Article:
A Munich regional court has ruled that Amazon’s Dash buttons violate consumer protection legislation and are thus illegal under German law, reports Reuters. Amazon’s Dash buttons are small wireless hardware with a single button on it, which, when tapped by an Amazon Prime member, will automatically place an order for the product and bill it to the user’s Amazon account.
However, Dash buttons only show the logo of the product being ordered, such as the brand of toilet paper or coffee. The Dash buttons do not show the current price Amazon is charging the customer for the product, which violates German consumer protection laws because shoppers don’t know what they are paying for the product at the time they order it. As the head of Germany’s consumer protection watchdog, Wolfgang Schuldzinski, said on Thursday:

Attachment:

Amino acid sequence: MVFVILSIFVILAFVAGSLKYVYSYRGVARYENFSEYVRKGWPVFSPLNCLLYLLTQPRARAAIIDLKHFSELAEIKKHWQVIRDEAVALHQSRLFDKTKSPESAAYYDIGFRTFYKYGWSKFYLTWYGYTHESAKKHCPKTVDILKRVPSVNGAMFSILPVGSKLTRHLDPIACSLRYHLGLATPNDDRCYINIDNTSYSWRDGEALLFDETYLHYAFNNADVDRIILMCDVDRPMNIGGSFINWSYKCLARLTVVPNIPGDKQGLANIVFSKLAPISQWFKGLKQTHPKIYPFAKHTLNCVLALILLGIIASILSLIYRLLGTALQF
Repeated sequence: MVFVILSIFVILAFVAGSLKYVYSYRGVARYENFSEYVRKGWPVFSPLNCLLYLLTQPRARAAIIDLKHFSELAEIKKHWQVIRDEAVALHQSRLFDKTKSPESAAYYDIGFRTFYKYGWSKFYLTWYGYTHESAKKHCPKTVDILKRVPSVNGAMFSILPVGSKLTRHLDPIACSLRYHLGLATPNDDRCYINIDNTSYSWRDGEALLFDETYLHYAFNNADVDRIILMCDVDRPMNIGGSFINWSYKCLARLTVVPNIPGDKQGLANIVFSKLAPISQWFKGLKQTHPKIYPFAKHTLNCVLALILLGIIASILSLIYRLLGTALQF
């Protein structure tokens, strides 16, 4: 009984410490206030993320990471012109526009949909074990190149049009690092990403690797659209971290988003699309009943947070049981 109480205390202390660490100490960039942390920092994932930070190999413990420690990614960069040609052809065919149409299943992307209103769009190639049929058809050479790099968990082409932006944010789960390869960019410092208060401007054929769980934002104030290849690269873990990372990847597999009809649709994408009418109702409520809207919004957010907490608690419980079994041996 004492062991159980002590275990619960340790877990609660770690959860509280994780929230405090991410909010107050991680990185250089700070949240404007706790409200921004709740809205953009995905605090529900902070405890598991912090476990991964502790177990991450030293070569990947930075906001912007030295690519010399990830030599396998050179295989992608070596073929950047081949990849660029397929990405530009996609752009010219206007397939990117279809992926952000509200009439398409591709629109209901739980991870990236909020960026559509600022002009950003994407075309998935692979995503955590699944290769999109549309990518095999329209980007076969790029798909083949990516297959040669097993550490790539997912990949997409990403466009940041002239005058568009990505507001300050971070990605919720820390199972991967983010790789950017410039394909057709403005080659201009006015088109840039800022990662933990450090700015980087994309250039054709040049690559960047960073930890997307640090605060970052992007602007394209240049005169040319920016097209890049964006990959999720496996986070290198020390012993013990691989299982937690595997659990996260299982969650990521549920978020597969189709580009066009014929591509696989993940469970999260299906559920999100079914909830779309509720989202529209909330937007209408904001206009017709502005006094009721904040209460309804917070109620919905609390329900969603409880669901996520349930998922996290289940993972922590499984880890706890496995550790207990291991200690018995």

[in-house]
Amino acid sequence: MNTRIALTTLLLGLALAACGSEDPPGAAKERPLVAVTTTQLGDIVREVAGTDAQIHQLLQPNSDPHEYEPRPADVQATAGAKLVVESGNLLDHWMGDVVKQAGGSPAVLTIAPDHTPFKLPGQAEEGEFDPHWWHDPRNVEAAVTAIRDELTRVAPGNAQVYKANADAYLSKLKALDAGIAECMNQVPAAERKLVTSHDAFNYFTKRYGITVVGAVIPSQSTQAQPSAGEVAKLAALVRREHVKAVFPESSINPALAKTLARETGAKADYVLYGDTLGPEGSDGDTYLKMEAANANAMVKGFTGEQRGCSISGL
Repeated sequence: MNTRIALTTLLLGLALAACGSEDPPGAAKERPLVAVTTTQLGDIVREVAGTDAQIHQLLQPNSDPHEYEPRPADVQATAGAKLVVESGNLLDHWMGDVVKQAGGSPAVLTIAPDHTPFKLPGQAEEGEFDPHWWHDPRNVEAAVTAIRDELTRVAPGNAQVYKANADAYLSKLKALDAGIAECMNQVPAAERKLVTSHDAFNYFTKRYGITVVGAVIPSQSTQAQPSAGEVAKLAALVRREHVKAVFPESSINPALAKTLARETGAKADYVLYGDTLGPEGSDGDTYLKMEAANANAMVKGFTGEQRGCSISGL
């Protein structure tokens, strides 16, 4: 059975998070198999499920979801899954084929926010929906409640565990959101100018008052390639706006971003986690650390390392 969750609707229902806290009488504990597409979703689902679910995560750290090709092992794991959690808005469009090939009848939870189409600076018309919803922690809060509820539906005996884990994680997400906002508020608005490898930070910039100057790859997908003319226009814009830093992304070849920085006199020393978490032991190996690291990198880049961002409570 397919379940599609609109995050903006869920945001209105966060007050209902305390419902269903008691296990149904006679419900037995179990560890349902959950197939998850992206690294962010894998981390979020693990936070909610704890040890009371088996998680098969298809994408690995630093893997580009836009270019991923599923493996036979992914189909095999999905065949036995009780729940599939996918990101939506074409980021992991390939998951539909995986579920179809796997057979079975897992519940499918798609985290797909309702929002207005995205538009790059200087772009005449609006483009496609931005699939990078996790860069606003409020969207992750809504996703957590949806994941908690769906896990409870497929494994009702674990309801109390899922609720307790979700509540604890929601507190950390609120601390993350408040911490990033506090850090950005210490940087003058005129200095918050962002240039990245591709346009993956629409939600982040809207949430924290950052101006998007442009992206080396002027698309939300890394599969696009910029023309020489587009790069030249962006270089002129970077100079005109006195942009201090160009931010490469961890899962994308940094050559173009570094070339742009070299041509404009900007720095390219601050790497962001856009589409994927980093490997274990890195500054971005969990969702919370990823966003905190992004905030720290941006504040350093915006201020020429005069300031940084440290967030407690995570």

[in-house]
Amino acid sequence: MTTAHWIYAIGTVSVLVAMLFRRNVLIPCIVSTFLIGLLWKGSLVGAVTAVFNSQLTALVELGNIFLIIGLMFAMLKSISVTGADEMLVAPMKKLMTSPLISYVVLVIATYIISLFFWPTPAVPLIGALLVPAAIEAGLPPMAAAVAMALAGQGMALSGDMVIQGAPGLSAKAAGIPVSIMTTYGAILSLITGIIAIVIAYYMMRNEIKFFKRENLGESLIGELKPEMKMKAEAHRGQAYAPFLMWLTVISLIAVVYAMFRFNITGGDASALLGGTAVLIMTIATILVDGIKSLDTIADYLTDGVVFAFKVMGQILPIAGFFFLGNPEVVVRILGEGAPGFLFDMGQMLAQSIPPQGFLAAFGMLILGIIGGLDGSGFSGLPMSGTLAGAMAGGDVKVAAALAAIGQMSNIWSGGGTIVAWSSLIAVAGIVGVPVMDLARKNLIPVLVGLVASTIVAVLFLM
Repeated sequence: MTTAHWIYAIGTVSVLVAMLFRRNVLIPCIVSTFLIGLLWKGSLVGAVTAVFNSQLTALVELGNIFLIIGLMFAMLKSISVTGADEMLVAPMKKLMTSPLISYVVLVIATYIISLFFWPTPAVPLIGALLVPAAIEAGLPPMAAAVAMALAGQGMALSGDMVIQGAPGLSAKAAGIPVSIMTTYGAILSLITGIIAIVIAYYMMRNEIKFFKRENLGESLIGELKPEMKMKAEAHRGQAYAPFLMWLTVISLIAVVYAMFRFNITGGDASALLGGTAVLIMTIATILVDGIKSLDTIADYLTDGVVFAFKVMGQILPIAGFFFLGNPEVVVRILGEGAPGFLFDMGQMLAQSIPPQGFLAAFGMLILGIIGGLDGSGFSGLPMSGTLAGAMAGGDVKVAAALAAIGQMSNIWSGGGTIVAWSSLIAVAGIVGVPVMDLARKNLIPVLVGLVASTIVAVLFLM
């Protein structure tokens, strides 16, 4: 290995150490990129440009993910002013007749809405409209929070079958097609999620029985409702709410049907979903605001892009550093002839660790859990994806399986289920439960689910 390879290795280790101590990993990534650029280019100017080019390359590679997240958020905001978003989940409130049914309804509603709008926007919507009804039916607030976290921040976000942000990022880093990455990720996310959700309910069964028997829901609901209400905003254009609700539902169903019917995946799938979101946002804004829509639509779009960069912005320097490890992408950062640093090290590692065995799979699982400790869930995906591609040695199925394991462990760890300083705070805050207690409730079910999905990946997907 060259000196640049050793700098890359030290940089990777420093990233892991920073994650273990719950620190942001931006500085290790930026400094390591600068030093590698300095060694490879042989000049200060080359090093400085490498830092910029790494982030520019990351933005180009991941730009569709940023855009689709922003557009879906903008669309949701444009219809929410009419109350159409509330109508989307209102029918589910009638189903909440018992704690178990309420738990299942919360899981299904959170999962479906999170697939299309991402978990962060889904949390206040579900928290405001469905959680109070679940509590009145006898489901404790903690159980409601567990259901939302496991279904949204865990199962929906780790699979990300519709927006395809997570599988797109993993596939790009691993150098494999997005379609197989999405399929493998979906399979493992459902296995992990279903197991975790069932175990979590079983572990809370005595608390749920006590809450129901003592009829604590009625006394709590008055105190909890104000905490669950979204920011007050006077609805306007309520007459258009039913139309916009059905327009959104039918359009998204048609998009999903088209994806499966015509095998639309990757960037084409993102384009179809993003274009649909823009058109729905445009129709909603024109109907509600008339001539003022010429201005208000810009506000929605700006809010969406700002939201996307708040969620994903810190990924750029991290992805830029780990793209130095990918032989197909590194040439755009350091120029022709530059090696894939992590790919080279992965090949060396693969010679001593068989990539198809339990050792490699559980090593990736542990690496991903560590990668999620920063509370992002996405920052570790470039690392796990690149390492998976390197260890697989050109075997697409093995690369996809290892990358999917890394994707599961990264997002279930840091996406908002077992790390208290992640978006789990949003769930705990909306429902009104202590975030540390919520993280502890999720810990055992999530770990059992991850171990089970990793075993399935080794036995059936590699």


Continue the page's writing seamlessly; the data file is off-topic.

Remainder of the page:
“We are always open to innovation. But if innovation means that the consumer is put at a disadvantage and price comparisons are made difficult then we fight that.”
As for Amazon, a company spokesperson told Reuters that the e-commerce giant will fight the ruling in court, saying, “Today’s ruling is not only hostile to innovation. It also stops customers from making an informed decision about whether a service like the Dash button gives them a convenient shopping experience.”
The thumb-sized Dash buttons have been available since 2015.